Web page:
Wolf Assigns Advisory Council New Taskings for Biometrics, Economic and ICT Security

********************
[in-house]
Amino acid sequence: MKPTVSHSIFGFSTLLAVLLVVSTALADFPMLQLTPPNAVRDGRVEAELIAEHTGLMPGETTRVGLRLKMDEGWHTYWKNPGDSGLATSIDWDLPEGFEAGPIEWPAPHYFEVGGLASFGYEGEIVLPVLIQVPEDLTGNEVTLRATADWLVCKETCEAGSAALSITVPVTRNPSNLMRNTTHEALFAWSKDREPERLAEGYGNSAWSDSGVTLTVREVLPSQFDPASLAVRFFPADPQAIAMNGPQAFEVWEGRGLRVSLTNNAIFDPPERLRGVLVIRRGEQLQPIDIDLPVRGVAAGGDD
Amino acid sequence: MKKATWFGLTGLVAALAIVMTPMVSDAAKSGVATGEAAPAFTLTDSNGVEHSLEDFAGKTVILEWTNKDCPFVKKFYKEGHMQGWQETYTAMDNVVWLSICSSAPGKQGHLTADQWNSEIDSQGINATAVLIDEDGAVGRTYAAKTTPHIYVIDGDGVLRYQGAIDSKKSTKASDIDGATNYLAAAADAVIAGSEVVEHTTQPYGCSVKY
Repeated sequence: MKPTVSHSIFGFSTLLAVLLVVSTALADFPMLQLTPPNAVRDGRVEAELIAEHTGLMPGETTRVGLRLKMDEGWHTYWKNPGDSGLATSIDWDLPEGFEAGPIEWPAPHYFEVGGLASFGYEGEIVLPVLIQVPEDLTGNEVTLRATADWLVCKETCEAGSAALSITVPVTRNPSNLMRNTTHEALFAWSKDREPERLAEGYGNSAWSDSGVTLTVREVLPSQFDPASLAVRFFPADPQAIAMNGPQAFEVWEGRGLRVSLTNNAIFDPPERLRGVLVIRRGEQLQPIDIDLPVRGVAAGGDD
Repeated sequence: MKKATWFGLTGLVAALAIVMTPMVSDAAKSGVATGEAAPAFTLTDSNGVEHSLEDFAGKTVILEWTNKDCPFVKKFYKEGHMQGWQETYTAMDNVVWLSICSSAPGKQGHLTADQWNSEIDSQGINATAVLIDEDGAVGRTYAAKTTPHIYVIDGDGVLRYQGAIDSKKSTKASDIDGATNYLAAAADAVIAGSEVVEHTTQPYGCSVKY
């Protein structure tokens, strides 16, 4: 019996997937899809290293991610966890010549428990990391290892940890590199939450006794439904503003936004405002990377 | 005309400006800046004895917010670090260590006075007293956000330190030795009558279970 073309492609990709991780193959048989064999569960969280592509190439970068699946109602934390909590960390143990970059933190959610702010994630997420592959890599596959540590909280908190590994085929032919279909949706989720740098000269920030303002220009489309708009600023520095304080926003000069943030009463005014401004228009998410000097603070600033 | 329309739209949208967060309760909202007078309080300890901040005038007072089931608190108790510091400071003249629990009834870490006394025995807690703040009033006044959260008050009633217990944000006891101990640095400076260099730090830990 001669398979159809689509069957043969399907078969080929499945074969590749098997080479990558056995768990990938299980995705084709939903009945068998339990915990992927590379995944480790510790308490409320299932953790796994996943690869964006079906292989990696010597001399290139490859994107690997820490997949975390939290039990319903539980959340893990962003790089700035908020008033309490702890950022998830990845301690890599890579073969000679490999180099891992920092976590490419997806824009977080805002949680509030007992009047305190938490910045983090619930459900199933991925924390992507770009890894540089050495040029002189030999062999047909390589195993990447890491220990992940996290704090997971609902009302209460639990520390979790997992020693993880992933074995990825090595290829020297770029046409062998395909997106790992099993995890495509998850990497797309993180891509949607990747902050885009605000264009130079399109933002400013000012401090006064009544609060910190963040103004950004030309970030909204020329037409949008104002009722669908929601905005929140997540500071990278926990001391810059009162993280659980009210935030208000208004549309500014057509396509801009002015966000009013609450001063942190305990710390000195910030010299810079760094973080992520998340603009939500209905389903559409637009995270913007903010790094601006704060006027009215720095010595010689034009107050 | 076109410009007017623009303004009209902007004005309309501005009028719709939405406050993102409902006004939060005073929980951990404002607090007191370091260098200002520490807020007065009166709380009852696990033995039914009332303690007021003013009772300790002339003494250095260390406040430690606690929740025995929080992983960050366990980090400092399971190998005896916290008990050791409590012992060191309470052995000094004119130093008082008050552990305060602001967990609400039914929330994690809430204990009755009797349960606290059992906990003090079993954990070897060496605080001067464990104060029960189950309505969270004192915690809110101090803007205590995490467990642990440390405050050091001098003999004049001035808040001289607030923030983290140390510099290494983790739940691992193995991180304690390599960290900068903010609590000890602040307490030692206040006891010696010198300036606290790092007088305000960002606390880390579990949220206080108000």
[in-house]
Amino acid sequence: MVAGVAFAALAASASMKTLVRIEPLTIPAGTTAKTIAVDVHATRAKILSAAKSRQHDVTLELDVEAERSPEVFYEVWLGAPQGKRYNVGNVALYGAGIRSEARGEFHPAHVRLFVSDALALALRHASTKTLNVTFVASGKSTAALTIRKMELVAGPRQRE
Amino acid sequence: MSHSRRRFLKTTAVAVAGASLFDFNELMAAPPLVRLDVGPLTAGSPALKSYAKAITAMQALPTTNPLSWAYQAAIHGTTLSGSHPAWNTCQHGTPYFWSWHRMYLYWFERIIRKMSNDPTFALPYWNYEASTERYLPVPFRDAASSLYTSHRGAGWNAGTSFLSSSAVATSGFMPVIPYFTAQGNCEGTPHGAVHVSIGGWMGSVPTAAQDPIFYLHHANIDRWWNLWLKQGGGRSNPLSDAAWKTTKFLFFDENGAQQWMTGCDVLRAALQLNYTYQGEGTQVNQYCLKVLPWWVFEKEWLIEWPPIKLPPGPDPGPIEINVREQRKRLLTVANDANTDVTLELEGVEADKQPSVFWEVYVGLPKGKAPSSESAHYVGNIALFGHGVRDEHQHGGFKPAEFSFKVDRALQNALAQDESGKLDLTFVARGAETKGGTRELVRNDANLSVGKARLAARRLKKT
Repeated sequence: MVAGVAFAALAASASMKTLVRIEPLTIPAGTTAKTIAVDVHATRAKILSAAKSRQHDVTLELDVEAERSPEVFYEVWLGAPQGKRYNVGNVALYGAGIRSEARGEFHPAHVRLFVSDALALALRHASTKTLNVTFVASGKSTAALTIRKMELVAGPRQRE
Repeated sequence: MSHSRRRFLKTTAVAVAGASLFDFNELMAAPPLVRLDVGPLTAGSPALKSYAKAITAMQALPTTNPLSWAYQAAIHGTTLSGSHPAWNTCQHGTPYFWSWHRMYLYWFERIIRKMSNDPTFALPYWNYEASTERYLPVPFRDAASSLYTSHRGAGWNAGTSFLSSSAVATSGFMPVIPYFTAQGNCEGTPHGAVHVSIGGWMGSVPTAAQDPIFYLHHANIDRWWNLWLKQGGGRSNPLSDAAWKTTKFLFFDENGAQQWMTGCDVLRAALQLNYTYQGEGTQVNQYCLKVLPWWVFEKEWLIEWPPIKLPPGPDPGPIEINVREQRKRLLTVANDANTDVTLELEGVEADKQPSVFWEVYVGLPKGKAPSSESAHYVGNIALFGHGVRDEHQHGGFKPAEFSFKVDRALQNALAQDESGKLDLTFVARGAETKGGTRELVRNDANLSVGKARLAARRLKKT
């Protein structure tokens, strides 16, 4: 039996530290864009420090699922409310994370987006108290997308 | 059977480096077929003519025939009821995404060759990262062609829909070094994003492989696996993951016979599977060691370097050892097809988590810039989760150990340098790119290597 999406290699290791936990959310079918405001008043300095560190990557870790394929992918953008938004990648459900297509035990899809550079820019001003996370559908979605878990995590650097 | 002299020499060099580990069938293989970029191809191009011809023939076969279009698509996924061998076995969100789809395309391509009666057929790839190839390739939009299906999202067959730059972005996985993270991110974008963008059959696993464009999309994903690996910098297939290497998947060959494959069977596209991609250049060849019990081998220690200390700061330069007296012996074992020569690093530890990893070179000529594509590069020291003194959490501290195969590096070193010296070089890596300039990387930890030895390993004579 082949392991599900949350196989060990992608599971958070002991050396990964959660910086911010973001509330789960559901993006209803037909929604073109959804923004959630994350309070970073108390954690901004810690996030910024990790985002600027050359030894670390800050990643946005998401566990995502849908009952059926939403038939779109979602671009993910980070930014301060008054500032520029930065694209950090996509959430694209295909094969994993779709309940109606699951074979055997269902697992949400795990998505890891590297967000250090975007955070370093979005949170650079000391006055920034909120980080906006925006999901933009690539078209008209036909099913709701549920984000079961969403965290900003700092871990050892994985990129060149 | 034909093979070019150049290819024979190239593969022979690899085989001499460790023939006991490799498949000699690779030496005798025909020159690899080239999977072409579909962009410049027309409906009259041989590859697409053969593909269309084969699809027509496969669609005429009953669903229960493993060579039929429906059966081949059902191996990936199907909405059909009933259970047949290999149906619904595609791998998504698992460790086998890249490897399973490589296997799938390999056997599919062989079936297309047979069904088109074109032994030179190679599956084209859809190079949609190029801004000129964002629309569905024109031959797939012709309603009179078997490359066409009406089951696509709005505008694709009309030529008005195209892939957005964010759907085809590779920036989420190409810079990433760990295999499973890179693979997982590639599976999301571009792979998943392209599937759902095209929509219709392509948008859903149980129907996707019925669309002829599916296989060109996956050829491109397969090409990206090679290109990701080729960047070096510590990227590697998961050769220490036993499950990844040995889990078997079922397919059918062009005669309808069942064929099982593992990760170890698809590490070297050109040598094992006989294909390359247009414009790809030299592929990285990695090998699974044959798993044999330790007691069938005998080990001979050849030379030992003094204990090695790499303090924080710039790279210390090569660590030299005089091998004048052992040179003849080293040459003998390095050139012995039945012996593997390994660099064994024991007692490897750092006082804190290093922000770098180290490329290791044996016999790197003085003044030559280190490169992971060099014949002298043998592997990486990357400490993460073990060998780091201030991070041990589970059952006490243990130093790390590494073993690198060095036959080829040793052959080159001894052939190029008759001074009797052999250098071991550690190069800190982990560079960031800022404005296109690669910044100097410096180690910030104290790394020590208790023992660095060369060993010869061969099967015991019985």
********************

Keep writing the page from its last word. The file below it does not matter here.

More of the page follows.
The Department of Homeland Security’s external advisory council has been tasked with four new assignments, including a review of its approach to biometric identity management, risks associated with information and communication technology (ICT), and how the department can help secure the nation’s economy. Under the new taskings, which were announced by Acting Homeland Security Secretary Chad Wolf during a meeting of the Homeland Security Advisory Council (HSAC), the panel will form new subcommittees to assess each issue. Wolf said the Biometrics Subcommittee will review existing DHS “authorities and governance to assure it has a single and reliable approach to biometric identity management both internally and with its external partners.” Another aspect of the review will include a look at the existing biometric vision and plan “to include effective performance metrics and oversight.” The ICT Industrial Strategy panel will examine risks from the technology, recommend how the government and industry can collaborate on a “shared understanding of supply chain vulnerabilities and threats,” and assess how well the government is doing in acquiring secure ICT technology, he said. The Economic Security Subcommittee “will explore the elements of economic security as they relate to the department’s authorities and provide recommendations to ensure that the department is optimally positioned, resourced and organized to safeguard this important component of the American market system and way of life,” Wolf said.